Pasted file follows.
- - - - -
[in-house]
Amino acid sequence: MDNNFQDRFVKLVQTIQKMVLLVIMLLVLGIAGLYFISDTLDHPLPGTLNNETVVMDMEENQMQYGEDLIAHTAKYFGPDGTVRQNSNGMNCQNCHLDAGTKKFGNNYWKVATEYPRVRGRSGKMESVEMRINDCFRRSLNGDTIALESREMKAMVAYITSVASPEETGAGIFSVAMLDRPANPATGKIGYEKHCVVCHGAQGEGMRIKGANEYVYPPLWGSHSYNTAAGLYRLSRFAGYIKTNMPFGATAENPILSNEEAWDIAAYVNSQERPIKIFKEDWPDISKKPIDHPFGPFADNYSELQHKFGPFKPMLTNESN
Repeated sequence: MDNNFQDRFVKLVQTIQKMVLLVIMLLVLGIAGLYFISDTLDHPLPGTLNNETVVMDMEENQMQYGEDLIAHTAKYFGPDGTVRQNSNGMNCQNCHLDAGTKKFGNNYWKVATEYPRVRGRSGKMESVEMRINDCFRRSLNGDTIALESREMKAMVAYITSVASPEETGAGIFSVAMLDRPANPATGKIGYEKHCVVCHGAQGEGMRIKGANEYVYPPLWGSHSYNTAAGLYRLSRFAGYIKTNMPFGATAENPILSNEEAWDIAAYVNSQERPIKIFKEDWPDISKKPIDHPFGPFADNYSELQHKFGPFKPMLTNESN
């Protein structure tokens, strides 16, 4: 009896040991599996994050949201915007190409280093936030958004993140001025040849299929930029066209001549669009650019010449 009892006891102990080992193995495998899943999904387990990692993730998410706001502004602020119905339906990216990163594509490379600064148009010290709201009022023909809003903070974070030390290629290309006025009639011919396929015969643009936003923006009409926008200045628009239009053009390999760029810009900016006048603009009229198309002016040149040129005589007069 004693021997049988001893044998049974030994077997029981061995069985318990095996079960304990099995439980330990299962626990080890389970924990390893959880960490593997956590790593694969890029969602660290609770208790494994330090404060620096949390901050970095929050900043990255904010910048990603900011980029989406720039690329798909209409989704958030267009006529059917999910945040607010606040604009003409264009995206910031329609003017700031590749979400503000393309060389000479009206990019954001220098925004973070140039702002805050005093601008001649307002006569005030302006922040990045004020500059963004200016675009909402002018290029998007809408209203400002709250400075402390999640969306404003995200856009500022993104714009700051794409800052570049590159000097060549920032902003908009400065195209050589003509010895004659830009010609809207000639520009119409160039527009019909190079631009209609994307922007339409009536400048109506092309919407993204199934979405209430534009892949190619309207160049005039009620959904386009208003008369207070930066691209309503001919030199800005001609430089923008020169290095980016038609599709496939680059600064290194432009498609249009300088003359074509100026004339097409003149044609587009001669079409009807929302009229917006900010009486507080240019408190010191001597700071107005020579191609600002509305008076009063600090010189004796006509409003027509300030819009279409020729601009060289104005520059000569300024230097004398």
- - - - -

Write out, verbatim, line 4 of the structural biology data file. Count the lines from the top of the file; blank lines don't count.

């Protein structure tokens, strides 16, 4: 009896040991599996994050949201915007190409280093936030958004993140001025040849299929930029066209001549669009650019010449 009892006891102990080992193995495998899943999904387990990692993730998410706001502004602020119905339906990216990163594509490379600064148009010290709201009022023909809003903070974070030390290629290309006025009639011919396929015969643009936003923006009409926008200045628009239009053009390999760029810009900016006048603009009229198309002016040149040129005589007069 004693021997049988001893044998049974030994077997029981061995069985318990095996079960304990099995439980330990299962626990080890389970924990390893959880960490593997956590790593694969890029969602660290609770208790494994330090404060620096949390901050970095929050900043990255904010910048990603900011980029989406720039690329798909209409989704958030267009006529059917999910945040607010606040604009003409264009995206910031329609003017700031590749979400503000393309060389000479009206990019954001220098925004973070140039702002805050005093601008001649307002006569005030302006922040990045004020500059963004200016675009909402002018290029998007809408209203400002709250400075402390999640969306404003995200856009500022993104714009700051794409800052570049590159000097060549920032902003908009400065195209050589003509010895004659830009010609809207000639520009119409160039527009019909190079631009209609994307922007339409009536400048109506092309919407993204199934979405209430534009892949190619309207160049005039009620959904386009208003008369207070930066691209309503001919030199800005001609430089923008020169290095980016038609599709496939680059600064290194432009498609249009300088003359074509100026004339097409003149044609587009001669079409009807929302009229917006900010009486507080240019408190010191001597700071107005020579191609600002509305008076009063600090010189004796006509409003027509300030819009279409020729601009060289104005520059000569300024230097004398």